I got lots of great comments under my recent blog post describing a world in which the day and night both last 100 years. I have been meaning to collate some of the ideas I especially liked, so here are some of them:
1) The climate would be changing all the time. This seems a simple observation, but this would be a world of constant climatic churn, because weather patterns would always be shifting. The landscape in a certain spot could change quite noticeably even over the course of a decade.
2) Human civilizations would be largely migratory over the course of the day, perhaps even in the form of moving caravan-cities, but this would bring about quite interesting effects. First, there may be oceans, which would have to be sailed across on annual migrations.
Second, there would be "bottlenecks" formed by mountains, deserts and so forth. In such places there might be permanent settlements effectively charging tolls to pass - maybe operated by a different race equally capable of living in the day and the night (maybe run by dwarves or gnomes or something). These bottlenecks with permanent settlements would also get rich from trade.
Third, migrating peoples would follow regular pathways. While only the very oldest people might remember, it would be part of oral (or written) history. This would mean that people would bury or otherwise hide caches of supplies in regular spots to pick up 100 years later on the next passage. Some of these regular pathways might cut across the poles because that would be a shorter route.
Fourth, migration might go in reverse. A viable tactic for a civilization could be to stay put for 100 years until the night arrives, and then up sticks and travel across the night, circumnavigating the world, to find the day again as it advances from the other direction. This would be very dangerous because the night is full of dangers, but might also have big benefits once you were back in the day time. Nomadic peoples might also do this if there was a natural barrier - they might go from East to West over the course of the day until they come up against a wall of mountains or an ocean, and then wait there until night to fall, before quickly making a dash across the night back to day time on the other side.
Fifth, following on from that, some people might be cannibalistic or semi-cannibalistic. During the day they travel from East to West, and then turn around and go back across the night, living off the meat of designated tribe members on that journey.
Sixth, on the oceans there would be water-going people who would be, to some extent, much freer - but who would be in real difficulties in the ended up accidentally getting iced-in if they were in the wrong place at night.
3) Another tactic for civilizations may simply be to stay put. During the day, vast food stores could be gathered and huge underground networks dug to store it all. Then during the night everybody would move below the surface to effectively hibernate.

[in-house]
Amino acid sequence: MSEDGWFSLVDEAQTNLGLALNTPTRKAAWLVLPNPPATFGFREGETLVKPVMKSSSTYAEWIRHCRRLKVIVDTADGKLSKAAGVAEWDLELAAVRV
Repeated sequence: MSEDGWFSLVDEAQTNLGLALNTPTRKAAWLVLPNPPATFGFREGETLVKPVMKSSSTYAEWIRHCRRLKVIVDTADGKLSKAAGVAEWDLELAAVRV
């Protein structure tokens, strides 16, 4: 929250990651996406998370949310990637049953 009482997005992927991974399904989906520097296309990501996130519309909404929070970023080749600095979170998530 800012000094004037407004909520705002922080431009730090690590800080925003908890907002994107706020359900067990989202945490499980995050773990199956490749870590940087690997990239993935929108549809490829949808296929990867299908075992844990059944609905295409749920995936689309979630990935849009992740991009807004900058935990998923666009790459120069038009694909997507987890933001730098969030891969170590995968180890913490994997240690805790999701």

These underground stores would be easy targets for more nomadic types, especially as night approached. They would have to be very carefully defended and would make a great excuse for creating dungeons for PCs to explore (especially where for mysterious circumstances the owners have left, or have all been killed?).
The digger-types would be obsessed with record keeping and cycles. A nice tweak was the idea that, in this world, there might be regular changes in wind direction associated with different phases of the day and night. Digger-types might have special minarets built above their cities and angled specially to make sounds or vibrations when the wind changed around the time of morning.
And some of the more extreme diggers may abandon surface living entirely and descend further and further below...
4) There is also, of course, MAGIC. Perhaps some particularly advanced societies would have magical means of surviving the night (or day) - or maybe even travelling around in floating cities.
Putting this all together, I having been thinking today about a campaign setting taking place in The City Standing Like a Candle in the Night - a walled fortress inhabited by a great and advanced civilizations able to magically last the night. The PCs would begin there, at the very bottom rung of the social order, early in the night - just a year or two in. Surrounding them would be all kinds of opportunities for adventure. Intrigue in the City itself. Raiding nearby "digger-type" settlements with huge underground caches of valuables (perhaps one of which is abandoned and forms, essentially, a megadungeon, with many of the defences still intact). Stealing from dwarf or gnome toll-takers at a nearby migratory choke-point. Searching for caches left by migratory peoples. Tangling with orcs and other night creatures. Searching for hermits or elder beings who do not move with the regular cycles? Trying to track an infamous Laputa-like floating castle?